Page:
Reviewby Theron Martin,
Castle Town Dandelion
BD+DVD - The Complete Series
The Sakurada family lives in a normal (if large) house on a normal street, but they are anything but a normal family. For starters, the father and his nine children all have distinct superpowers, and on top of that, they're royalty. Father Soichiro is the king of their kingdom, and one of his children is going to be his designated successor. Instead of automatically giving that honor to Aoi, the eldest, Soichiro has declared that a popular election will be held upon Aoi's upcoming high school graduation, and the child who gets the most votes will be the next king. While mild-mannered nice girl Aoi consistently maintains the top spot in popularity polls without much effort, most of her younger siblings campaign for their own widely varying reasons. This is most difficult for Akane, the twin-tailed third princess and fourth child, who suffers intense anxiety in the public eye and absolutely hates the security cameras stationed all around town by Soichiro to keep an eye on his children. However, her endearing awkwardness and penchant for superhero-style heroics make her quite popular, and the other Sakurada children also face their own issues concerning their powers, pasts, or potential love interests as Election Day gradually approaches.
Some anime series are best watched week-by-week as they broadcast, while some others are best suited for marathon viewing. This 12-episode series from 2015 decidedly falls in the former category, since its penchant for high-strung character antics is fine in small doses but can grate on the nerves after a while. The minimal amount of actual plot progression also gives little compelling reason to watch multiple episodes in a row. If you're looking for a story-intensive series, this is definitely not it.
On the other hand, if you're looking for a mostly positive and lighthearted look at an odd premise, then there's a fair amount to like here. The nine Sakurada children, ranging in age from early elementary school to approaching high school graduation, compete to see who will be elected the official successor to their kingly father. Nearly everything else that follows is just character development interspersed with comic hijinks. There's much less conflict in play than the concept might suggest; while most of the siblings are technically at odds with one another (a couple don't seem to care much for the election and one would specifically avoid it if she could), there's not a hint of nastiness, sabotage, or even head-to-head competition overall. In fact, some of the siblings even covertly or directly support the others. It's about as amicable as an election campaign can get.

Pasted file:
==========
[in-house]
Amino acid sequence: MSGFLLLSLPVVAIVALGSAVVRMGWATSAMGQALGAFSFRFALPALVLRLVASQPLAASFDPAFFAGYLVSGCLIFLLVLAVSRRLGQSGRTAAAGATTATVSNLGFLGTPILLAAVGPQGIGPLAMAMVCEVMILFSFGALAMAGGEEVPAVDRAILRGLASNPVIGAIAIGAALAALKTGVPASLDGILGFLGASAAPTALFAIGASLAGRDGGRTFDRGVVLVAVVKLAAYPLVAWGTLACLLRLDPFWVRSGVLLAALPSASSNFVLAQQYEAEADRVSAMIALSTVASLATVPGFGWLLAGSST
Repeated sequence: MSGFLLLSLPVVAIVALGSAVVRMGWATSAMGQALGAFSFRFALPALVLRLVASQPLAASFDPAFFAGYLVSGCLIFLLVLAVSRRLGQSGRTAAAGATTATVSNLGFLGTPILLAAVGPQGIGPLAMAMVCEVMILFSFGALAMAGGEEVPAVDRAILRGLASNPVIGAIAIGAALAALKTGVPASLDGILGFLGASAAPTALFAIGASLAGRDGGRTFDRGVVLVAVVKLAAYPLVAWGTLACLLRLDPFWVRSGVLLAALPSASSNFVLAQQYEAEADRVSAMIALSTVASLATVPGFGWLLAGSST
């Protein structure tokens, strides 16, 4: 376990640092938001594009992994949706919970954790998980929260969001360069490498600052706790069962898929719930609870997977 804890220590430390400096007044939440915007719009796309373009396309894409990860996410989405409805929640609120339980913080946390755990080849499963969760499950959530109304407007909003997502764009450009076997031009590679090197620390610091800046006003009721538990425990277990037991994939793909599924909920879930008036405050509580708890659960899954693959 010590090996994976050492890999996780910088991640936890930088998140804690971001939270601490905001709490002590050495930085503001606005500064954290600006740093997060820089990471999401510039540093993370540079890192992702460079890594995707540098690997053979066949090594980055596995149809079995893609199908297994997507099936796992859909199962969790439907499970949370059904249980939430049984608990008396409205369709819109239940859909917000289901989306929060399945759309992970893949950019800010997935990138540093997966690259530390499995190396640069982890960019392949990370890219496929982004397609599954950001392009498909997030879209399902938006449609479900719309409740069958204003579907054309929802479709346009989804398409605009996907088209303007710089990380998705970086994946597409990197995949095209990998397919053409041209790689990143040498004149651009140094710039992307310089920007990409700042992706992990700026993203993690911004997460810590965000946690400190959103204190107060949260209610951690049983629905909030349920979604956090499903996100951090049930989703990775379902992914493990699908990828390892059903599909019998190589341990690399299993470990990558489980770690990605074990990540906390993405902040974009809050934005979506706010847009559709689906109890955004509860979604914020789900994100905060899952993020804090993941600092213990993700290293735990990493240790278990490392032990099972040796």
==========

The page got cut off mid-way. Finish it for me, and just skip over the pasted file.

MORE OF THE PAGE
With only a limited plot and sense of conflict, the series depends most heavily on its character development for entertainment value. In some cases, this takes on comic overtones, especially where Akane and her fear of being in public are concerned, not to mention her enthusiastic fan club. Youngest princess Shiori also gets several indirect zingers, as her ability to speak to animals and inanimate objects reveals that many of them have a lot of attitude; the cat Borscht has only a handful of lines throughout the series, but all of them are great. The varying personalities of the clones that fourth princess Misaki generates can also be funny at times, since each one of them embodies Haruki's take on one of the Seven Deadly Sins. The concept of the show also becomes a joke unto itself for a number of reasons.
Not all of the character development is played for laughs though, and the series' best moments usually come from narrowing its focus. The seemingly carefree Aoi never uses her actual power because of how frighteningly easy it could be to abuse; her spotlight episode forces the viewers to see her in a completely different light. Misaki frets about whether she's anything more than a manager for her very popular clones, and the seemingly confident Kanade is haunted by a past tragedy resulting from childish misuse of her power. One strong vignette looks back at how Soichiro met his future wife Satsuki (and how that meeting may have shaped his ideas about family), and fifth princess Hikari has some serious moments involving her pursuit of an idol career, especially where her inspiration/fellow idol Sachiko is involved. Occasional events where the siblings have to collectively take action also employ a more serious (if not necessarily heavy) tone.